T-Mobile’s TMUS 1.91% new policy will also cover Sprint customers acquired through the carriers’ 2020 merger. Sprint had previously shared similar data only from customers who opted into its third-party ad program.

A T-Mobile spokeswoman said the changes give subscribers advertising that aligns with their interests. “We’ve heard many say they prefer more relevant ads so we’re defaulting to this setting,” she said. (See below how to change your account settings.)

T-Mobile ended 2020 with more than 60 million phone users under its main brand and more than 20 million customers on prepaid plans. The company said the changes wouldn’t apply to business accounts or children’s lines.
Many big tech companies are under pressure from regulators and privacy advocates to move in the opposite direction on user data. Google owner Alphabet Inc. recently pledged to change the part of its business that relies on records of users’ browsing across websites, while Apple Inc. is adding strict new privacy protections for its device users.
AT&T Inc. automatically enrolls wireless subscribers in a basic ad program that pools them into groups based on inferred interests, such as sports or buying a car. An enhanced version of the program shares more-detailed personal information with partners from customers who opt into it.

SHARE YOUR THOUGHTS​

Would you find interest-based ads on your phone helpful or intrusive? Join the conversation below.

Verizon Communications Inc. likewise pools subscriber data before sharing inferences about them with advertisers, with a more-detailed sharing program called Verizon Selects for users who enroll. Its separate Verizon Media division shares data gathered through its Yahoo and AOL brands.

T-Mobile said it masks users’ identities to prevent advertisers and other companies from knowing what websites they visit or apps they have installed. The company tags the data with an encoded user or device ID to protect the customers’ anonymity.
But privacy groups say those IDs can be linked back to people by comparing different data sets.
“It’s hard to say with a straight face, ‘We’re not going to share your name with it,’ ” said Aaron Mackey, a lawyer for the San Francisco-based Electronic Frontier Foundation, a consumer-privacy advocate. “This type of data is very personal and revealing, and it’s trivial to link that deidentified info back to you.”

Past telecom-industry efforts to take a piece of a multibillion-dollar digital ad market have stumbled more because of competitive pressures than privacy concerns.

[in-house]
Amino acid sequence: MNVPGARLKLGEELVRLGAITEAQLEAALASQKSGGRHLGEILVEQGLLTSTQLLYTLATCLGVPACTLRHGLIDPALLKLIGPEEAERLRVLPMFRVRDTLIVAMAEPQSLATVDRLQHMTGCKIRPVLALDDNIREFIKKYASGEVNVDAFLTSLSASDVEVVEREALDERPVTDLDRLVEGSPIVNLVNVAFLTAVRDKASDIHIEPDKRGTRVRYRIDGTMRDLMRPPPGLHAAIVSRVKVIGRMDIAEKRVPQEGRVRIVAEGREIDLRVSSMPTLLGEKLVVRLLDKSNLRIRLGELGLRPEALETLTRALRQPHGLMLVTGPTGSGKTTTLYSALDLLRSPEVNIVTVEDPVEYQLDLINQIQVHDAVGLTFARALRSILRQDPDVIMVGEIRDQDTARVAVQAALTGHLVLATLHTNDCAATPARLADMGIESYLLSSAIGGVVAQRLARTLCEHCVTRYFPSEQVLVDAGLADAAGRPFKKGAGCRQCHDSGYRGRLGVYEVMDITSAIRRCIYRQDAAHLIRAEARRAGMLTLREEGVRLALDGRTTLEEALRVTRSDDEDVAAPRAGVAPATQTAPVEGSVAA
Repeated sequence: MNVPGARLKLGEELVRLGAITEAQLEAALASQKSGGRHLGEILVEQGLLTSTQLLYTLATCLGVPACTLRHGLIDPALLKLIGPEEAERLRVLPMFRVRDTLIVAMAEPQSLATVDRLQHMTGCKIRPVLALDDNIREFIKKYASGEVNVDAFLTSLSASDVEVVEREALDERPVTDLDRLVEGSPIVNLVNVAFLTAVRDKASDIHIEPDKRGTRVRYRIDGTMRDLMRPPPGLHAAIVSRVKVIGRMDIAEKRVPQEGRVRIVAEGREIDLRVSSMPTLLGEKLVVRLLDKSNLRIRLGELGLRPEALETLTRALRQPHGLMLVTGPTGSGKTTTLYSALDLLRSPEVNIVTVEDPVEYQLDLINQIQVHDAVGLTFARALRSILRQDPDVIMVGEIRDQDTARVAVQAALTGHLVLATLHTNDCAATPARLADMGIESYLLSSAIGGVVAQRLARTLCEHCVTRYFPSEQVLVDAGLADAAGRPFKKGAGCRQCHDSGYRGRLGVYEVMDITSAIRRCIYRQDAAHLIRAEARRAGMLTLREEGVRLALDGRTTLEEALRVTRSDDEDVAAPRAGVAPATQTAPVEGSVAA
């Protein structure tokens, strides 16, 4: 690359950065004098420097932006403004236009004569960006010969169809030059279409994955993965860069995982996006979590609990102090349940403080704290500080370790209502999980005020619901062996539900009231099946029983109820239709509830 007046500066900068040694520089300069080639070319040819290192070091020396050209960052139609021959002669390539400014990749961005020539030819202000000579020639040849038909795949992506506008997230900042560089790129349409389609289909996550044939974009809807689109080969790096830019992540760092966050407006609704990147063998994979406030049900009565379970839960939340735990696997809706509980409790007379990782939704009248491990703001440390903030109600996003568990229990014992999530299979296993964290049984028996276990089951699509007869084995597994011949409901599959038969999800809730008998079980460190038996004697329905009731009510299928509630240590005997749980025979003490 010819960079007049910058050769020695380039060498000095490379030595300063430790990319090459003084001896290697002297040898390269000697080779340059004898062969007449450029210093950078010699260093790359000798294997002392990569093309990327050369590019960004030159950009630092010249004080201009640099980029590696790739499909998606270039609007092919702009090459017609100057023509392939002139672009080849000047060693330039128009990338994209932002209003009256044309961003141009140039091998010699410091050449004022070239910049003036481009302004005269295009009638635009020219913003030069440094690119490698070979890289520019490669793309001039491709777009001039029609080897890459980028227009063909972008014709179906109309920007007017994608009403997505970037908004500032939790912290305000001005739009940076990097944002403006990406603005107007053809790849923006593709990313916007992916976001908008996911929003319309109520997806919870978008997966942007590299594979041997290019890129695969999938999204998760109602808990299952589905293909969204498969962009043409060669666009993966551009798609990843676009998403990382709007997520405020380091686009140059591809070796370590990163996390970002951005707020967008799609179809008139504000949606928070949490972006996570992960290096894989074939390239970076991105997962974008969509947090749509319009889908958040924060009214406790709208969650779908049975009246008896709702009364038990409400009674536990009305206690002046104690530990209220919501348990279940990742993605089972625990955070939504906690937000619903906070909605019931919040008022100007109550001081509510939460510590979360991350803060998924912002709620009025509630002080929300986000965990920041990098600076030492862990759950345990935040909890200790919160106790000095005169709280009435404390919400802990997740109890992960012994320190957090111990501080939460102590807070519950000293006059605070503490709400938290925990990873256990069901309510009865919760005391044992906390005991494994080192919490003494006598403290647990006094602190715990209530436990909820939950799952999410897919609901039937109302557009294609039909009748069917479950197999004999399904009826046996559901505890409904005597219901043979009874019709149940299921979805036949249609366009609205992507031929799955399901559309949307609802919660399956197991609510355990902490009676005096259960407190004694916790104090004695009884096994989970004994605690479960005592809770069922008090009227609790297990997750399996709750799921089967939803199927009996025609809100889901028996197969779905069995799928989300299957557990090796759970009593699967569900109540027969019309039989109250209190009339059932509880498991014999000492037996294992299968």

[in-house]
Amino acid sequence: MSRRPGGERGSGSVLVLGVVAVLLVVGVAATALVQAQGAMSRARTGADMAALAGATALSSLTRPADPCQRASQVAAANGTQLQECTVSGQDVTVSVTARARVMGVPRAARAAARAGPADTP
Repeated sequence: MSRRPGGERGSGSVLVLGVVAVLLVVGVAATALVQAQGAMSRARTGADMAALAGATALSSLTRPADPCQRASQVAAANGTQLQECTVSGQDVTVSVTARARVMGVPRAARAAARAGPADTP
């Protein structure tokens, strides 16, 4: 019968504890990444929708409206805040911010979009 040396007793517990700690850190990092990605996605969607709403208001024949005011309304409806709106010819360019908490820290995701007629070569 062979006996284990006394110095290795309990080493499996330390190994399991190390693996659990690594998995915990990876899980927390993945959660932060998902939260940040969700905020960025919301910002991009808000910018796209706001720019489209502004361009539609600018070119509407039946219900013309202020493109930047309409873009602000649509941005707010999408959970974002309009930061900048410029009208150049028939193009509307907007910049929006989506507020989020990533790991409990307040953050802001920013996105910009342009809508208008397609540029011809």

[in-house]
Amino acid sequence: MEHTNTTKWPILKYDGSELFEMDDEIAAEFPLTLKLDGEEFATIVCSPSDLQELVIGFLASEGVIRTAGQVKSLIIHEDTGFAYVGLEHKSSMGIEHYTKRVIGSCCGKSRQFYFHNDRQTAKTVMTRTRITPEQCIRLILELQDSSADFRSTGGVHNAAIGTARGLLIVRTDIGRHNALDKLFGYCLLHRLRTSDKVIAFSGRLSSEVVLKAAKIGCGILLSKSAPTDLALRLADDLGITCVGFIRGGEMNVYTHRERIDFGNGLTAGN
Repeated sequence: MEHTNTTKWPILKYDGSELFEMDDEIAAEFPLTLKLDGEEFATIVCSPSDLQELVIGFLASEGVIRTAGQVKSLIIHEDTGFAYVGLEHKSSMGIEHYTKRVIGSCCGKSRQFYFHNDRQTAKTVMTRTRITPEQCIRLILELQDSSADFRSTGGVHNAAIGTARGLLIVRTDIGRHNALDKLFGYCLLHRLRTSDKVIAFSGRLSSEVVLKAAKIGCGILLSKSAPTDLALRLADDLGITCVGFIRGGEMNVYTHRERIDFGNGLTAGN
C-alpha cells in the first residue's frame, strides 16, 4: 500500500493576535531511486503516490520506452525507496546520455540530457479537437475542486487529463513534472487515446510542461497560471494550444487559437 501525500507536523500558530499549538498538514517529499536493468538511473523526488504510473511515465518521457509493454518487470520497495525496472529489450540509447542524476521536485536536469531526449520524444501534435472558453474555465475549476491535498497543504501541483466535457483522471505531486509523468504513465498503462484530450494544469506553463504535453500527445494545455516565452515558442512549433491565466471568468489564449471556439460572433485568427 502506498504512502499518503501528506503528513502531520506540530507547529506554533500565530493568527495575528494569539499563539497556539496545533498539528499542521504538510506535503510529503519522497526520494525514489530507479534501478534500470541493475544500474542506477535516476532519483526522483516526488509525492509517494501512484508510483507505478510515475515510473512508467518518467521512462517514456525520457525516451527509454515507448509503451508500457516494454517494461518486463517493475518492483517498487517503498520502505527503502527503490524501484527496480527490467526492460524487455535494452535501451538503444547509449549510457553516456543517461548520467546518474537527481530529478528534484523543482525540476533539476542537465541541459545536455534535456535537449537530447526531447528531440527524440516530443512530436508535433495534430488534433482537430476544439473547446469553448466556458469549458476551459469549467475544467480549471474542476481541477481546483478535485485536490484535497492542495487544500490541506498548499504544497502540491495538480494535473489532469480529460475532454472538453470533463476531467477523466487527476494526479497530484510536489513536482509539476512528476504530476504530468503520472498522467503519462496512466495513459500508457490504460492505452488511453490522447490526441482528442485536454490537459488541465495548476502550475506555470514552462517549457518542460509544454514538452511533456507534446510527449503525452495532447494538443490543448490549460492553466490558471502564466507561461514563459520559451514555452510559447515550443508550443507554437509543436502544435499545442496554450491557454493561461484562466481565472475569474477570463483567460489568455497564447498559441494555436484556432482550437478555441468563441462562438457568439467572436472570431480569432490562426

After spending more than $9 billion to acquire Yahoo and AOL, Verizon has scaled back its internet ambitions and written down more than $4 billion. The company has also sold assets and cut jobs after the business failed to loosen Facebook Inc.’s and Google’s grip on the digital-ad market.

AT&T spent $1.6 billion in 2018 to buy AppNexus, a digital ad exchange that formed the cornerstone of an ambitious bid to compete with Silicon Valley companies for online video advertising. The Wall Street Journal last year reported that much of that ad division, called Xandr, was for sale after the company’s revenue growth missed executives’ original expectations.
AT&T’s and Verizon’s digital-ad operations still dwarf T-Mobile’s. T-Mobile bought Seattle startup PushSpring in 2019 to improve its business with marketers seeking to serve customers more-targeted ads. T-Mobile’s ad and search sales that year amounted to $506 million, a sliver of its $45 billion in revenue.
U.S. law restricts how phone companies handle “customer proprietary network information” such as call logs and billing information, though there are few federal limits on how carriers use the troves of data generated by modern smartphones.
The Federal Trade Commission in 2019 ordered several providers of wireless and cable internet services to reveal information about their privacy practices, but has yet to publish new information about the inquiry. Acting Chairwoman Rebecca Slaughter last month said she wants the commission to release a report on its findings by the end of the year.

HOW TO OPT OUT​


  • T‑Mobile: In the T‑Mobile app, visit the MORE tab, Advertising & Analytics, Use my data to make ads more relevant to me. Turn the toggle off (gray) to stop. On MyT‑Mobile.com, click the My account drop down, Profile, Privacy and Notifications, Advertising & Analytics, Use my data to make ads more relevant to me. Turn the toggle off (gray) to stop.